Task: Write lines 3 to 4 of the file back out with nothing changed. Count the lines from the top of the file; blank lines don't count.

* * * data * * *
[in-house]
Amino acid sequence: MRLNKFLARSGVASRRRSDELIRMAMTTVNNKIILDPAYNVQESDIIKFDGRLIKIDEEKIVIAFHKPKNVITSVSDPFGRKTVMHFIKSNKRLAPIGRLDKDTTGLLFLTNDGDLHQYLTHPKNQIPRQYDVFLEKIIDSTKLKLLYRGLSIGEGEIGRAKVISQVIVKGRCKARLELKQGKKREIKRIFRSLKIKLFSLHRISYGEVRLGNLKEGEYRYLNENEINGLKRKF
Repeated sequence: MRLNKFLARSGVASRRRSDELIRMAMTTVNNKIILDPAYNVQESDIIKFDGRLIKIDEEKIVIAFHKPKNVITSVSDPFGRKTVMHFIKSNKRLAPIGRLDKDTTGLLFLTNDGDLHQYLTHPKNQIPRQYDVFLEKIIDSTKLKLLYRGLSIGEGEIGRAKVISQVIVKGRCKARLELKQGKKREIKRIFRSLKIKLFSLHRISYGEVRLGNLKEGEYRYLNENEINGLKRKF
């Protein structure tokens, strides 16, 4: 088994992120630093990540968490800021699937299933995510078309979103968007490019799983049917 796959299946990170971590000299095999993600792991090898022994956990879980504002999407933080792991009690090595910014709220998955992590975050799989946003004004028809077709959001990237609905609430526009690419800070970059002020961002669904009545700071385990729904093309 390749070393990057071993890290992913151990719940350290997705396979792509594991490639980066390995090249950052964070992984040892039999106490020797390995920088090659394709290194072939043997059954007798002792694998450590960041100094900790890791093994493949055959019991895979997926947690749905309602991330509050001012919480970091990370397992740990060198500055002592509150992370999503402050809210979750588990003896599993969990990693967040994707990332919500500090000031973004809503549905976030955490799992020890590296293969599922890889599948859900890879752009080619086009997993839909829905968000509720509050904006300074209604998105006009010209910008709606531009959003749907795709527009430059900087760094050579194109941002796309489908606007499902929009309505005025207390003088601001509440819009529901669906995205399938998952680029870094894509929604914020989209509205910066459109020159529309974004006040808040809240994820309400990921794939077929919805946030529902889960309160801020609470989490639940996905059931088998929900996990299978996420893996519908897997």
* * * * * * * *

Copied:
Repeated sequence: MRLNKFLARSGVASRRRSDELIRMAMTTVNNKIILDPAYNVQESDIIKFDGRLIKIDEEKIVIAFHKPKNVITSVSDPFGRKTVMHFIKSNKRLAPIGRLDKDTTGLLFLTNDGDLHQYLTHPKNQIPRQYDVFLEKIIDSTKLKLLYRGLSIGEGEIGRAKVISQVIVKGRCKARLELKQGKKREIKRIFRSLKIKLFSLHRISYGEVRLGNLKEGEYRYLNENEINGLKRKF
């Protein structure tokens, strides 16, 4: 088994992120630093990540968490800021699937299933995510078309979103968007490019799983049917 796959299946990170971590000299095999993600792991090898022994956990879980504002999407933080792991009690090595910014709220998955992590975050799989946003004004028809077709959001990237609905609430526009690419800070970059002020961002669904009545700071385990729904093309 390749070393990057071993890290992913151990719940350290997705396979792509594991490639980066390995090249950052964070992984040892039999106490020797390995920088090659394709290194072939043997059954007798002792694998450590960041100094900790890791093994493949055959019991895979997926947690749905309602991330509050001012919480970091990370397992740990060198500055002592509150992370999503402050809210979750588990003896599993969990990693967040994707990332919500500090000031973004809503549905976030955490799992020890590296293969599922890889599948859900890879752009080619086009997993839909829905968000509720509050904006300074209604998105006009010209910008709606531009959003749907795709527009430059900087760094050579194109941002796309489908606007499902929009309505005025207390003088601001509440819009529901669906995205399938998952680029870094894509929604914020989209509205910066459109020159529309974004006040808040809240994820309400990921794939077929919805946030529902889960309160801020609470989490639940996905059931088998929900996990299978996420893996519908897997």